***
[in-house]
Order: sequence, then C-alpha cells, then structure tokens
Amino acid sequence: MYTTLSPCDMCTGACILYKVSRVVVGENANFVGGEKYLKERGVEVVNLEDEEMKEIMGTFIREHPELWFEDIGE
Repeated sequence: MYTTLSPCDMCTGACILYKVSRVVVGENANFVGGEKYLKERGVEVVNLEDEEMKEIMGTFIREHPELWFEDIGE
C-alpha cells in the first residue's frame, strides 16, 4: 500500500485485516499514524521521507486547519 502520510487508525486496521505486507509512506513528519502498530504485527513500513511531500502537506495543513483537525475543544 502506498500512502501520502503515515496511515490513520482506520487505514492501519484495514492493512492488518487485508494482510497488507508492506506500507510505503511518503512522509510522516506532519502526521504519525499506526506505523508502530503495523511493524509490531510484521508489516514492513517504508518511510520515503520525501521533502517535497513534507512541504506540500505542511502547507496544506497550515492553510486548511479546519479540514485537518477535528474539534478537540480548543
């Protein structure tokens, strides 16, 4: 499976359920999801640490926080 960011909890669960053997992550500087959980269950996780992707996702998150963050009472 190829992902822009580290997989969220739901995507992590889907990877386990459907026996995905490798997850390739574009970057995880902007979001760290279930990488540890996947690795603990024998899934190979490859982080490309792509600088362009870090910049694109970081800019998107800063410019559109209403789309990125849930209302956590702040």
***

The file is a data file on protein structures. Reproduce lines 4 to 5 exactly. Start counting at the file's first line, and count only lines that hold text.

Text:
Repeated sequence: MYTTLSPCDMCTGACILYKVSRVVVGENANFVGGEKYLKERGVEVVNLEDEEMKEIMGTFIREHPELWFEDIGE
C-alpha cells in the first residue's frame, strides 16, 4: 500500500485485516499514524521521507486547519 502520510487508525486496521505486507509512506513528519502498530504485527513500513511531500502537506495543513483537525475543544 502506498500512502501520502503515515496511515490513520482506520487505514492501519484495514492493512492488518487485508494482510497488507508492506506500507510505503511518503512522509510522516506532519502526521504519525499506526506505523508502530503495523511493524509490531510484521508489516514492513517504508518511510520515503520525501521533502517535497513534507512541504506540500505542511502547507496544506497550515492553510486548511479546519479540514485537518477535528474539534478537540480548543